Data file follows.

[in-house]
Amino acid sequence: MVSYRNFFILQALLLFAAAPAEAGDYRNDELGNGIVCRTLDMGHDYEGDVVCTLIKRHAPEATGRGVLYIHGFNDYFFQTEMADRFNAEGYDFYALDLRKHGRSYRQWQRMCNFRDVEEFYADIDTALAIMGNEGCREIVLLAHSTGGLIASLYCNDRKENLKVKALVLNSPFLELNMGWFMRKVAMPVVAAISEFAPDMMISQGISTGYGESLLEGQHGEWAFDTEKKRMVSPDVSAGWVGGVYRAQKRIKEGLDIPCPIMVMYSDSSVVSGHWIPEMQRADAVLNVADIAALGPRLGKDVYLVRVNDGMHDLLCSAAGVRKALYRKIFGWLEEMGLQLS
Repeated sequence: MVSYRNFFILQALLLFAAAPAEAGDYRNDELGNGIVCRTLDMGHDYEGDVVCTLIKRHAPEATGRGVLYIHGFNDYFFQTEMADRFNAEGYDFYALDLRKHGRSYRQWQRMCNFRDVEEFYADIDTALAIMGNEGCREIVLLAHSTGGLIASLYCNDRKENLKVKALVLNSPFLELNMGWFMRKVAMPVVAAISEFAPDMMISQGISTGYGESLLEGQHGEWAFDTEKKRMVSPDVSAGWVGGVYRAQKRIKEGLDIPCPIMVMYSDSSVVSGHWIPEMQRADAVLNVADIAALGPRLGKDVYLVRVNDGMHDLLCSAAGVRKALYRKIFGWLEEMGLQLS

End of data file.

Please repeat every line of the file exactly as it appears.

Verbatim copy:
[in-house]
Amino acid sequence: MVSYRNFFILQALLLFAAAPAEAGDYRNDELGNGIVCRTLDMGHDYEGDVVCTLIKRHAPEATGRGVLYIHGFNDYFFQTEMADRFNAEGYDFYALDLRKHGRSYRQWQRMCNFRDVEEFYADIDTALAIMGNEGCREIVLLAHSTGGLIASLYCNDRKENLKVKALVLNSPFLELNMGWFMRKVAMPVVAAISEFAPDMMISQGISTGYGESLLEGQHGEWAFDTEKKRMVSPDVSAGWVGGVYRAQKRIKEGLDIPCPIMVMYSDSSVVSGHWIPEMQRADAVLNVADIAALGPRLGKDVYLVRVNDGMHDLLCSAAGVRKALYRKIFGWLEEMGLQLS
Repeated sequence: MVSYRNFFILQALLLFAAAPAEAGDYRNDELGNGIVCRTLDMGHDYEGDVVCTLIKRHAPEATGRGVLYIHGFNDYFFQTEMADRFNAEGYDFYALDLRKHGRSYRQWQRMCNFRDVEEFYADIDTALAIMGNEGCREIVLLAHSTGGLIASLYCNDRKENLKVKALVLNSPFLELNMGWFMRKVAMPVVAAISEFAPDMMISQGISTGYGESLLEGQHGEWAFDTEKKRMVSPDVSAGWVGGVYRAQKRIKEGLDIPCPIMVMYSDSSVVSGHWIPEMQRADAVLNVADIAALGPRLGKDVYLVRVNDGMHDLLCSAAGVRKALYRKIFGWLEEMGLQLS